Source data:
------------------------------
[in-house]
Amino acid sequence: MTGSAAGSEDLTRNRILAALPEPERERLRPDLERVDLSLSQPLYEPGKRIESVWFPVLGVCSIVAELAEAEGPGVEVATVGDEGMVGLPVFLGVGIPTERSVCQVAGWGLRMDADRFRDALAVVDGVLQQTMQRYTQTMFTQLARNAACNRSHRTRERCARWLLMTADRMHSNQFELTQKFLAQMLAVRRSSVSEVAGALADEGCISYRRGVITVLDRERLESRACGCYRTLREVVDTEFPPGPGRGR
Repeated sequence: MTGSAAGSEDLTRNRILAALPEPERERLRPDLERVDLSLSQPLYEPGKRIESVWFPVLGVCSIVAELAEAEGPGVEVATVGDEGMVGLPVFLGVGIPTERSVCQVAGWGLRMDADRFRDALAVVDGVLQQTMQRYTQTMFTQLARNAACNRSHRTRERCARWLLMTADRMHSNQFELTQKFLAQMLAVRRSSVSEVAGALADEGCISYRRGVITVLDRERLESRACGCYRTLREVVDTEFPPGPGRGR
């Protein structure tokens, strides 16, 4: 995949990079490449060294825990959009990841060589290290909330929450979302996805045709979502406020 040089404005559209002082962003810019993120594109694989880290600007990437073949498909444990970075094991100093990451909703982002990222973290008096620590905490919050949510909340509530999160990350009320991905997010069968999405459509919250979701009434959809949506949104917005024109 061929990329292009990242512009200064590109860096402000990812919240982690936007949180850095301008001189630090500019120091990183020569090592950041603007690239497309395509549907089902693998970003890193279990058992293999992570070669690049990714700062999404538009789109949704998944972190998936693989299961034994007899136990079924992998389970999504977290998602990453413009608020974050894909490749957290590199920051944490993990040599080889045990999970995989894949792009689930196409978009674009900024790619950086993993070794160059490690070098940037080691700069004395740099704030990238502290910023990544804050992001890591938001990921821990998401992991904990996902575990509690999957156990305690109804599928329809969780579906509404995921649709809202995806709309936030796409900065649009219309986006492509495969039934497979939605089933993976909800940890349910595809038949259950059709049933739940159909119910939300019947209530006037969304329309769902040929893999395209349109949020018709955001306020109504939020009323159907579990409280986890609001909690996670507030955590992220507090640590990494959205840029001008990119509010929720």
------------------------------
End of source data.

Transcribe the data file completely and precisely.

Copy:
[in-house]
Amino acid sequence: MTGSAAGSEDLTRNRILAALPEPERERLRPDLERVDLSLSQPLYEPGKRIESVWFPVLGVCSIVAELAEAEGPGVEVATVGDEGMVGLPVFLGVGIPTERSVCQVAGWGLRMDADRFRDALAVVDGVLQQTMQRYTQTMFTQLARNAACNRSHRTRERCARWLLMTADRMHSNQFELTQKFLAQMLAVRRSSVSEVAGALADEGCISYRRGVITVLDRERLESRACGCYRTLREVVDTEFPPGPGRGR
Repeated sequence: MTGSAAGSEDLTRNRILAALPEPERERLRPDLERVDLSLSQPLYEPGKRIESVWFPVLGVCSIVAELAEAEGPGVEVATVGDEGMVGLPVFLGVGIPTERSVCQVAGWGLRMDADRFRDALAVVDGVLQQTMQRYTQTMFTQLARNAACNRSHRTRERCARWLLMTADRMHSNQFELTQKFLAQMLAVRRSSVSEVAGALADEGCISYRRGVITVLDRERLESRACGCYRTLREVVDTEFPPGPGRGR
């Protein structure tokens, strides 16, 4: 995949990079490449060294825990959009990841060589290290909330929450979302996805045709979502406020 040089404005559209002082962003810019993120594109694989880290600007990437073949498909444990970075094991100093990451909703982002990222973290008096620590905490919050949510909340509530999160990350009320991905997010069968999405459509919250979701009434959809949506949104917005024109 061929990329292009990242512009200064590109860096402000990812919240982690936007949180850095301008001189630090500019120091990183020569090592950041603007690239497309395509549907089902693998970003890193279990058992293999992570070669690049990714700062999404538009789109949704998944972190998936693989299961034994007899136990079924992998389970999504977290998602990453413009608020974050894909490749957290590199920051944490993990040599080889045990999970995989894949792009689930196409978009674009900024790619950086993993070794160059490690070098940037080691700069004395740099704030990238502290910023990544804050992001890591938001990921821990998401992991904990996902575990509690999957156990305690109804599928329809969780579906509404995921649709809202995806709309936030796409900065649009219309986006492509495969039934497979939605089933993976909800940890349910595809038949259950059709049933739940159909119910939300019947209530006037969304329309769902040929893999395209349109949020018709955001306020109504939020009323159907579990409280986890609001909690996670507030955590992220507090640590990494959205840029001008990119509010929720």